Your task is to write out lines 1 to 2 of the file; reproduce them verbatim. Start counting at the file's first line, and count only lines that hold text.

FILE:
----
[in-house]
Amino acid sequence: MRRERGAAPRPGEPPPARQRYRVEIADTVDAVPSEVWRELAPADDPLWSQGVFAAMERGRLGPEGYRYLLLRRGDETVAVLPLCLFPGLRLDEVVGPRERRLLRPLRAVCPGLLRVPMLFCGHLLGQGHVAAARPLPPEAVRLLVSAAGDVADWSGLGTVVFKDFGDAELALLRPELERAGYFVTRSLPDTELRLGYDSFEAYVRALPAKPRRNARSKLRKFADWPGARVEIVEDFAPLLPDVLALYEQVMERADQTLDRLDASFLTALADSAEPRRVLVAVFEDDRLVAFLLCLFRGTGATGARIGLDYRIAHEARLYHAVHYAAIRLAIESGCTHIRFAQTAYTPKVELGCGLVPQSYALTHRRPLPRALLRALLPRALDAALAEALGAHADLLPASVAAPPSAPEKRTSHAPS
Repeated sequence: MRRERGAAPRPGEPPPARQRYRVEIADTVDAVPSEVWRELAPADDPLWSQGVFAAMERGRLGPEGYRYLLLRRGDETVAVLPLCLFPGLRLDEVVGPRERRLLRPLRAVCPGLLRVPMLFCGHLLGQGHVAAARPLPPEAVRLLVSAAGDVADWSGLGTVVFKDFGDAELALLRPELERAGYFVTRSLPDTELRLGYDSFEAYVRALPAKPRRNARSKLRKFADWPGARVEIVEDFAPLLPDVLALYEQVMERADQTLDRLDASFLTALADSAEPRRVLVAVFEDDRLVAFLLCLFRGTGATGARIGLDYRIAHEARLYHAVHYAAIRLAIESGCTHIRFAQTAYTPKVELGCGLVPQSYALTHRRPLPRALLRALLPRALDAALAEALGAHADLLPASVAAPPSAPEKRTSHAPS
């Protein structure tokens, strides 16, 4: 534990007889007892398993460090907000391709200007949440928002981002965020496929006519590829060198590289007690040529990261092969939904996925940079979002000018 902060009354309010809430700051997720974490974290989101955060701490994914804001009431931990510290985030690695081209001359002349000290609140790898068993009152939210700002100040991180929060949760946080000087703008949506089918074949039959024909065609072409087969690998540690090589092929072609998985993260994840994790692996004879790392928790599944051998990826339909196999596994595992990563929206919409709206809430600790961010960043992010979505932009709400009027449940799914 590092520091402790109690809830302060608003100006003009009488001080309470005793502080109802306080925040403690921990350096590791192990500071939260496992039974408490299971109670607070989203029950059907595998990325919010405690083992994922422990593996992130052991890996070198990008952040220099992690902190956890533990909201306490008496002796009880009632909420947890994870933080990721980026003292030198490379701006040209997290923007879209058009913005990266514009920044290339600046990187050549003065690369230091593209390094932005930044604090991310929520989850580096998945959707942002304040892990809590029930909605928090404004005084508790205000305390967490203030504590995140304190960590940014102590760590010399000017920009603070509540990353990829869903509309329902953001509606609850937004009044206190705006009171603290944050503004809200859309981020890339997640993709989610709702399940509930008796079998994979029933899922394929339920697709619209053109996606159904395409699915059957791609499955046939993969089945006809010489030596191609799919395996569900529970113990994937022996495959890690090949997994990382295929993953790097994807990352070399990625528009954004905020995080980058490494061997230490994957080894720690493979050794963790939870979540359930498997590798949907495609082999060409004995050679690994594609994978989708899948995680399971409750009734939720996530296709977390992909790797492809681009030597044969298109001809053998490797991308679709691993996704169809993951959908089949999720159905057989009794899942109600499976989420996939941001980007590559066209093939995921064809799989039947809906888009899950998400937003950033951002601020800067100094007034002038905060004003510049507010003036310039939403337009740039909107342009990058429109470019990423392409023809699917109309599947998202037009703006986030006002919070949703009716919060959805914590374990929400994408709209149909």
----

[in-house]
Amino acid sequence: MRRERGAAPRPGEPPPARQRYRVEIADTVDAVPSEVWRELAPADDPLWSQGVFAAMERGRLGPEGYRYLLLRRGDETVAVLPLCLFPGLRLDEVVGPRERRLLRPLRAVCPGLLRVPMLFCGHLLGQGHVAAARPLPPEAVRLLVSAAGDVADWSGLGTVVFKDFGDAELALLRPELERAGYFVTRSLPDTELRLGYDSFEAYVRALPAKPRRNARSKLRKFADWPGARVEIVEDFAPLLPDVLALYEQVMERADQTLDRLDASFLTALADSAEPRRVLVAVFEDDRLVAFLLCLFRGTGATGARIGLDYRIAHEARLYHAVHYAAIRLAIESGCTHIRFAQTAYTPKVELGCGLVPQSYALTHRRPLPRALLRALLPRALDAALAEALGAHADLLPASVAAPPSAPEKRTSHAPS